The Top of Europe
Friday, 3 January 2014
While staying in Grindelwald, we had asked around what the most popular things to do or see in the area, aside from skiing, visiting the "Top of Europe" was consistently mentioned. The Jungfraujoch is the highest railway station in Europe at 3454 metres above sea level and it can be reached from either Grindelwald or Lauterbrunnen.
The idea itself was born in 1893 by Adolf Guyer-Zeller with construction actually beginning in July 1896. As one can imagine, the work was intense & dangerous and in the 16 years it took to complete, many lives were lost but on August 1, 1912, Europe's highest train station opened. The entire process cost 16 million francs, double what was originally estimated - perhaps that's why the round trip ticket to visit today is so damn expensive!
The night before we planned to take the journey up, we dined with a lovely Swiss couple in Grindelwald and upon stating our plans for the following day, they mentioned the ticket was expensive, even for the Swiss who are used to the high costs in the country. Joe and I brushed it off as we too are used to high prices in Norway but neither of us were prepared when the cashier at the train station told us the round trip cost for the two of us came to 354 francs (that's 425 CAD.) Somewhat in shock, we paid and hoped the trip would be worth it.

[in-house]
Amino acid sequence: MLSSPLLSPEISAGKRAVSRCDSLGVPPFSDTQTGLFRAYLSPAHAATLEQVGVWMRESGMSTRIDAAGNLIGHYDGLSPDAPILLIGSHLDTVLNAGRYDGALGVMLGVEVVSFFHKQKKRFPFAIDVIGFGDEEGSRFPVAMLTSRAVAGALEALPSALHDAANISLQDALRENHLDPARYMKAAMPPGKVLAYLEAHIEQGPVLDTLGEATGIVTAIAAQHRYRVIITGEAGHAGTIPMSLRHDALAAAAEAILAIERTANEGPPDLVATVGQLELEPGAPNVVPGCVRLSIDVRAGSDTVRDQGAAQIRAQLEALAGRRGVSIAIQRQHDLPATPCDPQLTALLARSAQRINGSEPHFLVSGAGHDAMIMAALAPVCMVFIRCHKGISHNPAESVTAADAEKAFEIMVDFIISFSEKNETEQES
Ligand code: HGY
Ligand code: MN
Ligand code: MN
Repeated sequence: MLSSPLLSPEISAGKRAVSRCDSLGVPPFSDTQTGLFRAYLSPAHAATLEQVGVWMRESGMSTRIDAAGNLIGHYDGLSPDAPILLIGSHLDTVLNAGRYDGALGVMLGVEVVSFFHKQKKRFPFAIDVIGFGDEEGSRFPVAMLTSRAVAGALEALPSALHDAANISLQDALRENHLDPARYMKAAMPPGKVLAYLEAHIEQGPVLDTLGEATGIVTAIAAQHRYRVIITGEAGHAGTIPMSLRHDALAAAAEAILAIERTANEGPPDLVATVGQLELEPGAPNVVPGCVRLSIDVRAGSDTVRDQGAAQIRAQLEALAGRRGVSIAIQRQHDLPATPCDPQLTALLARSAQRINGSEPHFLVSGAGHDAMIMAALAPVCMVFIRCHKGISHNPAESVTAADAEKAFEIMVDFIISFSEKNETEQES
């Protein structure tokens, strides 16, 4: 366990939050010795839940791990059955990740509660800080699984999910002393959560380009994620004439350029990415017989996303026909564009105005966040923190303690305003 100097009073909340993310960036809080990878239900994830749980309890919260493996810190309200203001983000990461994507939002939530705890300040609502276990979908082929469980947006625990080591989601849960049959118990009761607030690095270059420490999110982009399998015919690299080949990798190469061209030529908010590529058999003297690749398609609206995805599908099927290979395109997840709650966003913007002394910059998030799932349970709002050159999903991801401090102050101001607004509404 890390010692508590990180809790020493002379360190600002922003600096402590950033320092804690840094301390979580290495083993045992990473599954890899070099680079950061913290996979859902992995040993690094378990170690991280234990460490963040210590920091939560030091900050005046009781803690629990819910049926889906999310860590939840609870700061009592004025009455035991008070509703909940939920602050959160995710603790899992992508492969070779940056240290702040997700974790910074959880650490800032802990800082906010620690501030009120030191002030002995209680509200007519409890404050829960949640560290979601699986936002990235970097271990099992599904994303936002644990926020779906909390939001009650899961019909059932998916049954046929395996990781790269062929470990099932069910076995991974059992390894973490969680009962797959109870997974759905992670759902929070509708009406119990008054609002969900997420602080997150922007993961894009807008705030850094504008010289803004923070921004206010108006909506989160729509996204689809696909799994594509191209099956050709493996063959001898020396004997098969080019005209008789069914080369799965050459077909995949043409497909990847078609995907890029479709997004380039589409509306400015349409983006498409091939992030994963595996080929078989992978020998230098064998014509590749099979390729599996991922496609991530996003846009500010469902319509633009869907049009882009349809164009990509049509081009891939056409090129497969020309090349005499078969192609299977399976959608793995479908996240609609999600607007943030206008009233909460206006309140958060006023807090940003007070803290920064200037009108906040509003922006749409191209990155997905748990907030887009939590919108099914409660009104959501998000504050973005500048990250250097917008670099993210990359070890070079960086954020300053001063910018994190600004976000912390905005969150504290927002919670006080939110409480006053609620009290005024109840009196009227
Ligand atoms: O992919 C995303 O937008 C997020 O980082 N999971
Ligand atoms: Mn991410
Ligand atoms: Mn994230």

Once at the top, there is a self guided tour to follow with the highlights being an ice 'palace' and the Sphinx Terrace. While we were taking in the views, three paragliders drifted over the Alps which both amazed and terrified us. The wind at the top was biting so our time outside was limited but nothing could beat those views. We most certainly felt like we were at the top of Europe.
We also dined at one of the restaurants which was as one expects in these sorts of tourist spots - a little overpriced, ok food but fantastic views - before boarding the train for the return trip down. The final leg from Kleine Scheidegg to Grindelwald was stunning as we watched the sunset leaving the sky pink and purple over the Alps. Unfortunately, the train didn't provide ideal photo-taking opportunities but it was breathtaking.
So… was it worth the hefty price tag? Well, I suppose that depends on what you're expecting. We were happy to have visited during the low season as the experience might have been less enjoyable if we were fighting crowds but that being said, a few of the activities (sledging & hiking) weren't open. The views were most definitely unbeatable and because we weren't spending a lot of money on other activities throughout the trip, we were fine to splurge on it. Besides, it's quite fun to say that you were on top of Europe.